Everything in life begins with change. Change is one of the only certainties in this life, and our ability to navigate change is critical for our survival. Ok, perhaps survival is dramatic, but it is indeed a critical life skill that builds upon itself to make us stronger and more adept at dealing with the myriad challenges we are faced with in our lifetime. All of us, from children, to teens, to middle aged adults, to senior citizens are regularly faced with new circumstances that challenge our security with the status quo. For many, significant discomfort accompanies these events, but once they go through the motions of accepting and then moving forward in this new reality, confidence and calm slowly return.
Financial matters often feel like the most daunting challenges. This is due to the stress created by financial insecurity coupled often with a lack of expertise with Financial matters in general. Financial literacy is, in my humble opinion, one of the most impactful skills that our education system can provide. Unfortunately, it is also one of the least taught, resulting in young people embarking on their future with no foundation on which to base their financial decisions.
Where does Financial Management Begin?
Prudent financial management is defined by the simplest of formulas:
Income > Expenses
This may seem silly, but at the highest and most complex levels of wealth, all too often it is the awareness of true expenses that leads to the success of the planning. The following are some simple techniques to get started:
Create a Monthly Financial Summary
The purpose of this exercise is to make sure you have a complete awareness of all of your financial obligations and the resources needed to meet them. The priority in this list will be the “non-negotiables”, or set expenses, such as Mortgage, car payments, utilities, etc. You would also want to include all credit card payments, gas expenses, and groceries. Essentially all of the expenses needed to live your life.
In addition to your expenses, you will include your “net income” each month, after taxes, rather than your “Gross Salary”. By comparing the Income to your expenses, you will begin to see how much “extra” you have each month, and subsequently be able to fill in the gaps on what else you are spending. Ultimately, the goal will be to determine if there is any opportunity to begin to save some of the excess in a disciplined savings strategy, either through a Retirement plan or other vehicle. The ability to do this before discretionary spending will allow you to “pay yourself first” as they say. You never miss the money, and it can immediately begin to work for you.
Identify Short and Long Term Goals
Once you have your arms around the state of your finances, you can begin to plan. A realistic plan is the key to any financial success. As they say “Garbage In = Garbage Out”, so being honest with yourself is critical. Setting goals is an excellent way to take control of your financial management. If you establish a goal, then you will need to create a plan to meet that goal. Examples of goals might be:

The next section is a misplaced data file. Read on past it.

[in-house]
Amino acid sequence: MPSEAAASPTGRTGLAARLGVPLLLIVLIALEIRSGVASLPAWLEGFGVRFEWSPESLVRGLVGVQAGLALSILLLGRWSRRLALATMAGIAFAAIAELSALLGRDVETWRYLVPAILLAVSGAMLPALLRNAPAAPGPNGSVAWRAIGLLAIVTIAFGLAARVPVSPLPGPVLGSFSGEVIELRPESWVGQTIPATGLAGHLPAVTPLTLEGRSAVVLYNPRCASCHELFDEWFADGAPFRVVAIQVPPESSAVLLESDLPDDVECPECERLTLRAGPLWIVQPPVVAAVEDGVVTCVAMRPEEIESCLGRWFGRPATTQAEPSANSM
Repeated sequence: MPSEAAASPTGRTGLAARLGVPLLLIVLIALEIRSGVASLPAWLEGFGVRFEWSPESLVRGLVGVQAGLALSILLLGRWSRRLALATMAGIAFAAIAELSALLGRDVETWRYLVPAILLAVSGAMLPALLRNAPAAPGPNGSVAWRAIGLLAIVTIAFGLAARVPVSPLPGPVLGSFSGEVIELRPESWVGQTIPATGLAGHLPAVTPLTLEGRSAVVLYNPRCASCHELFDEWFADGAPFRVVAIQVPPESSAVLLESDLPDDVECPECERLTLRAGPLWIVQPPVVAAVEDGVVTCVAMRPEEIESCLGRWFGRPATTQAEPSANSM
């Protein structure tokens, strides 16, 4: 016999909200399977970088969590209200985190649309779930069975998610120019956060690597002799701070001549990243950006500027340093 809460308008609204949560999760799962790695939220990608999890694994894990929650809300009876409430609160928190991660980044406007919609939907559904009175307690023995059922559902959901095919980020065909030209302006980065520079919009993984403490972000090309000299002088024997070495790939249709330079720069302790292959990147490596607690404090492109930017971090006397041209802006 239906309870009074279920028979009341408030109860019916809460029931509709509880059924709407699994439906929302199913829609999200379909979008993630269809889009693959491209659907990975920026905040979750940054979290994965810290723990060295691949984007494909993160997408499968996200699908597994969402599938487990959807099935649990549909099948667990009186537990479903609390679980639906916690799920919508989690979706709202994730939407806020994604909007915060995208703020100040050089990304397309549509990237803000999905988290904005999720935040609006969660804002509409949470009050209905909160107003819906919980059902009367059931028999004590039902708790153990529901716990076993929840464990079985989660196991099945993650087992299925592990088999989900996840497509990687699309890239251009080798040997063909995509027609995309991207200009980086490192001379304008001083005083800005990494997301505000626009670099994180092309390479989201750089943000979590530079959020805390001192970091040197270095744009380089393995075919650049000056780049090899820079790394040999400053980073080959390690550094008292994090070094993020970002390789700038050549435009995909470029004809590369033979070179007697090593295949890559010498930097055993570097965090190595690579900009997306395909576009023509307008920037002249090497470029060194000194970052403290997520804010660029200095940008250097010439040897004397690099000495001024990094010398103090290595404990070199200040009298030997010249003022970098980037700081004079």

Short Term: Purchase a New Car, Payoff a Loan, Travel
Long Term: Purchase a Home, Payoff a Mortgage, Retire
Whatever the goal, a plan is needed to make sure that when and how the goal is achieved will benefit you both in the short and long term. For example, while you might be able to buy a new car or a new home with no money down, the long term impact of a higher monthly payment might add unexpected stress to your budget. Finding the balance between prudent and imprudent debt is key!
This is not to say that “debt is bad”. Incurring debt is not only sometimes necessary in cases of large expenses, it can also be an effective strategy to keep your savings working for you while moving forward with a needed expense. You are in essence, taking a bet that your investments will earn more for you than you are paying in interest on the loan, hence a net win for your long term balance sheet.
Where challenge presents itself is that we live in a world today where our needs are met perhaps “too” immediately. Gone are the days where we had to wait until we could afford things, and here is the age of immediate credit, online shopping, and countless “deals” for us to take advantage of in order to have the things we most want. With the ease of getting what we want when we want it, it makes it even harder, yet more important than ever to exercise discipline around our financial well being. Setting goals, time frames, and understanding where we are today are critical to ensuring our financial health in the future. By employing patience and setting realistic expectations, we allow ourselves the opportunity to make the most sound financial decisions, that will ensure our long term success.
Don’t let the fear of the time it will take to accomplish something stand in the way of your doing it.
Surrounding yourself with facts and with advisors who are “truth tellers” is a key decision in taking control of your financial life. While we might not always want to hear the truth, we do need to hear it, so that we don’t make a financial mistake that could have long term, cascading effects. If your advisor is a “Yes” Person, rather than a “Here’s the pros and cons” Person, I’d suggest it’s time for a change to someone who will ADVISE.